Trump’s White House Will Have to Go Green Under DC’s New Clean Energy Plan

The bill is now on the mayor’s desk.

Shealah Craighead/White House

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The DC Council on Tuesday passed one of the nation’s most ambitious clean energy bills to date, yet another sign that while the Trump administration moves backward on climate action, cities and states are continuing to move forward, even in the president’s own backyard.

The Clean Energy DC Act, approved in a unanimous vote by the council, requires the District to run on 100 percent renewable energy by 2032. That means the White House will have to comply as well.

Last month, Donald Trump questioned the findings of a massive federal report warning of economic and environmental disaster if the United States does not reduce its fossil fuel dependence. His administration has continued to try to find ways to prop up the coal industry and ignore climate science as it rolls back clean energy efforts.

Still, over 90 US cities have committed to 100 percent renewable energy on various timelines, according to the Sierra Club. In 2015, Hawaii became the first state to make the commitment, and California followed suit in September, both aiming to be carbon neutral by 2045. A handful of cities are already running on all renewable energy, including Burlington, Vermont, and Aspen, Colorado.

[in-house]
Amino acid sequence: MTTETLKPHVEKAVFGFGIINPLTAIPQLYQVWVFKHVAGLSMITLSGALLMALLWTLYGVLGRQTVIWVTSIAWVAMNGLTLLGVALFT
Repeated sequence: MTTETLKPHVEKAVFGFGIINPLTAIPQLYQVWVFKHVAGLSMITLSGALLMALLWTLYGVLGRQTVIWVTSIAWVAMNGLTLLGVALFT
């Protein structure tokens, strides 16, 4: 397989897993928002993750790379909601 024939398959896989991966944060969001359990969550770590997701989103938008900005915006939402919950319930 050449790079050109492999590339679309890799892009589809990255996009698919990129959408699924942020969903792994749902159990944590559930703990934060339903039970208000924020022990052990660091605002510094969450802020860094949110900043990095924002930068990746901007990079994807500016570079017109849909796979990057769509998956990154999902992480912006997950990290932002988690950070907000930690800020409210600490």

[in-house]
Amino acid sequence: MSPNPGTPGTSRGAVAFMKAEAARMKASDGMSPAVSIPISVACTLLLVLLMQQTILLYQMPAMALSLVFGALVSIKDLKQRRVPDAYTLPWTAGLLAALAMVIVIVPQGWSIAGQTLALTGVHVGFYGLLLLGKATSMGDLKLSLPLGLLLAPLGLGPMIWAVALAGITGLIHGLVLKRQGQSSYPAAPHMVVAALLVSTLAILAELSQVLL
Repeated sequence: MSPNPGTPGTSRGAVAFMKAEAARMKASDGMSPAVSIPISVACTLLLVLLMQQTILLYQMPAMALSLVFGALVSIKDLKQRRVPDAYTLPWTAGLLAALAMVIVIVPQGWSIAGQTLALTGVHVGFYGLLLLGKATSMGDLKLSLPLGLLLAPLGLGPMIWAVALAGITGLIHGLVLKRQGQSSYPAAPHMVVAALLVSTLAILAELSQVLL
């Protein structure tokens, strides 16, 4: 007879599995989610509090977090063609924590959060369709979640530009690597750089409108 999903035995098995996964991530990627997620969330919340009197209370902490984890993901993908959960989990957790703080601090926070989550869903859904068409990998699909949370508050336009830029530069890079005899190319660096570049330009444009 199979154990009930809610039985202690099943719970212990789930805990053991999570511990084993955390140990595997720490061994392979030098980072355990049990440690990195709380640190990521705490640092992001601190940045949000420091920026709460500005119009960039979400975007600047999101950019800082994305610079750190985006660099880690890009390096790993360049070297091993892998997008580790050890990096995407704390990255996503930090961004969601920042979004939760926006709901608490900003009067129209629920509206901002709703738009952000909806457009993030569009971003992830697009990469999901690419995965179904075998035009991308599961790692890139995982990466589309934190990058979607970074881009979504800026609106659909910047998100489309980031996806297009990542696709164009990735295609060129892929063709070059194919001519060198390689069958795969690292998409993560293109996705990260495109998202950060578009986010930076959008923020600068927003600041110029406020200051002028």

The DC bill also establishes new energy efficiency standards for buildings and incentivizes the use of clean cars. The bill will raise a current electric and natural gas surcharge in the District to finance energy projects and support low-income residents during the transition to clean energy.

Council members introduced the Clean Energy DC Act in June, and in November, the council unanimously passed the legislation in a preliminary vote. Now that the council has approved the bill a second time, it’s headed to Mayor Muriel Bowser’s desk for a signature.

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